Plus, you're not only at risk of suffering from internal fraud, but you could also be vulnerable to external threats without the proper IT security systems in place in your financial department.
An experienced controller will establish systems that protect your business from both the risks of internal and external fraud.
7. You're Losing Time and Resources to Manual Processes
If your bookkeeping and accounting department relies on a lot of manual processes to function (track and categorize expenses, file receipts, generate invoices and payment reminders, and generate financial reports), then you're wasting valuable time and resources on tasks that could be automated. Plus, automation reduces room for human error, resulting in more accurate financial reports in addition to more timely financial reports.
Bookkeepers, Accountants, Controllers, and CFOs (Oh My!) How Can SMBs Afford Them All?
Financial professionals – especially those with the credentials necessary to become a controller – don't come cheap. As a result, the sheer cost of hiring an accountant, controller, and/or CFO in addition to an in-house bookkeeper can create a price barrier for many small and medium-sized businesses. For a company's back office to run smoothly, however, it's necessary to have a complete bookkeeping and accounting team to fill out the department and handle all the necessary functions of the back office.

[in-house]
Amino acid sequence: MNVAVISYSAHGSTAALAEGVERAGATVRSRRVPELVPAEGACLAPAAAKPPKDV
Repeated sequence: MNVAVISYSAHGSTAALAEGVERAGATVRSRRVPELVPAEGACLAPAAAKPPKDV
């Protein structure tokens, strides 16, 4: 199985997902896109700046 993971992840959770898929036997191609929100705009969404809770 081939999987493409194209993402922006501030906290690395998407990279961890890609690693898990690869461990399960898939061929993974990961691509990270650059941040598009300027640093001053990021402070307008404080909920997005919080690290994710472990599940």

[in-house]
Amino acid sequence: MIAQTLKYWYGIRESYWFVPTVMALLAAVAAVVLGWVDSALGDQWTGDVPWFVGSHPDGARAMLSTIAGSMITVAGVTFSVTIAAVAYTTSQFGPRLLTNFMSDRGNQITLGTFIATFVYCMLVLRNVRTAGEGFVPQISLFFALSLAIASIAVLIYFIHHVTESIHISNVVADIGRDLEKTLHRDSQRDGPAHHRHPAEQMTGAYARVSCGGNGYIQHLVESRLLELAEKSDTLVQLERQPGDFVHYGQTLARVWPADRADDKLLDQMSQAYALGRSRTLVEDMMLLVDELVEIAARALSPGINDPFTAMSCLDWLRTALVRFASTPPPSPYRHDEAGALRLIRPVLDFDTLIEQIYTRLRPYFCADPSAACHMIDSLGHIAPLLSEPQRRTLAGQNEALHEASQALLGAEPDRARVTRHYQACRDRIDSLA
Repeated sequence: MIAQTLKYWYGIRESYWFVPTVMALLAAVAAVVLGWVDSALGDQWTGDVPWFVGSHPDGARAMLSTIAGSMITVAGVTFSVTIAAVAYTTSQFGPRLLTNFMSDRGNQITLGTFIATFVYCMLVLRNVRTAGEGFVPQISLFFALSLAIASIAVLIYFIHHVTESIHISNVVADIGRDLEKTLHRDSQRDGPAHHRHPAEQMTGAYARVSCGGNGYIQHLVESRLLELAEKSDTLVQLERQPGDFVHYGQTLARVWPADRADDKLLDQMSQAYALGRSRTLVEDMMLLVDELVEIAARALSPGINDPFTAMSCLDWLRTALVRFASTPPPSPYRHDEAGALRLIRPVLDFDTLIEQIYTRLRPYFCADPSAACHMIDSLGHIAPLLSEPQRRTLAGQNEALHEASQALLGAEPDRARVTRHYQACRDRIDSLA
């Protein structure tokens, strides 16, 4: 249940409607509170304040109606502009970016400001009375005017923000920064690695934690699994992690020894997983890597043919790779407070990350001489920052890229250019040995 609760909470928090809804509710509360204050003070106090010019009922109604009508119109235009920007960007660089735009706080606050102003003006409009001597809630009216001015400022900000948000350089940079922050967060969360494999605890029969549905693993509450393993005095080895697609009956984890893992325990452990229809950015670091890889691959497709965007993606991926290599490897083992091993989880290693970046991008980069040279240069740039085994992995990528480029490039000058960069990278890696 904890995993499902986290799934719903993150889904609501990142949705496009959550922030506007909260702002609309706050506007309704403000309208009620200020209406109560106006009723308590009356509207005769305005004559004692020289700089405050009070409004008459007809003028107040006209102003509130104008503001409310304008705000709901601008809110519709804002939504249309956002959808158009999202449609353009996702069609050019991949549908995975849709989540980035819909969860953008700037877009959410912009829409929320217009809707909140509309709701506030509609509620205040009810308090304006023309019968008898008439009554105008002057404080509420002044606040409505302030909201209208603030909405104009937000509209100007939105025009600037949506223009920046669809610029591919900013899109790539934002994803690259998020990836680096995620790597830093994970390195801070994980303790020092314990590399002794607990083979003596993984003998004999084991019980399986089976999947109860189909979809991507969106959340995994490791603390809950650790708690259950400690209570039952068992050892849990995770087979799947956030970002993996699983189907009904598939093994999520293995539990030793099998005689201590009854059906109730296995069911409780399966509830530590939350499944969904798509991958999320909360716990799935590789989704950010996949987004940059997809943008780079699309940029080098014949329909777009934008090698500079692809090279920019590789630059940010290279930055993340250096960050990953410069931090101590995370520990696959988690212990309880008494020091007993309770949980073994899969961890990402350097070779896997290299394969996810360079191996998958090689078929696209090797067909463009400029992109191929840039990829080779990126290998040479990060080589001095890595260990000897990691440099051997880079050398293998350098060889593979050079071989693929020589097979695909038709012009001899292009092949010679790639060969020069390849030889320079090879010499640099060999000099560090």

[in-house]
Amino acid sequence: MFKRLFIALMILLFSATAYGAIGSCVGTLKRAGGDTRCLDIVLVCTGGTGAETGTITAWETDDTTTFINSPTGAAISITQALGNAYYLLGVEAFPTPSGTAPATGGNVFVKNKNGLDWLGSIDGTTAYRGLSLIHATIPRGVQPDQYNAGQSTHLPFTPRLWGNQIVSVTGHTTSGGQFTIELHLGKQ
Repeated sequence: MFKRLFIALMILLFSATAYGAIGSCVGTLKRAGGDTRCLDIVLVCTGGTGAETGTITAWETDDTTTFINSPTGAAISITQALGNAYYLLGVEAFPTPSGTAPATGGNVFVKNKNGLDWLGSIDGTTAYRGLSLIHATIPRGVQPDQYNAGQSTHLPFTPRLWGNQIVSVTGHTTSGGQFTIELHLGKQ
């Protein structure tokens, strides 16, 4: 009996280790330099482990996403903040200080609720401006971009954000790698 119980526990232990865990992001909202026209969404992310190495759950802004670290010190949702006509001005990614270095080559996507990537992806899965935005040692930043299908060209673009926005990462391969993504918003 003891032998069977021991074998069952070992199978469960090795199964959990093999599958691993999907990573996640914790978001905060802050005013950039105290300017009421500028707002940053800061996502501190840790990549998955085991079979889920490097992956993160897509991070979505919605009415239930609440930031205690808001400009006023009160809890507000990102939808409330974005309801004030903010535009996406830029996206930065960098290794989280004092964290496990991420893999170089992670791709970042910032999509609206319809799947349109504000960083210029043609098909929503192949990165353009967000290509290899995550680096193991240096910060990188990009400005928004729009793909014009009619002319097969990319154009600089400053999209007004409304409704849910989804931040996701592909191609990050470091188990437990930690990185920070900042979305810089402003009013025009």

The simplest solution for small and medium-sized businesses that need to amp up the power and reliability of their back offices (without sinking the ship due to the high cost of in-house finance employees) is outsourced accounting.
With outsourced accounting services, SMBs can benefit from having an entire bookkeeping and accounting team (including bookkeepers, accountants, controllers, and CFOs) at their service without incurring the high cost of hiring an entire, in-house team of financial professionals. Outsourced accounting is an affordable alternative that gains your business access to financial professionals just as much as you need, so you only pay for the services your business truly needs while you have the option to scale services as your business grows.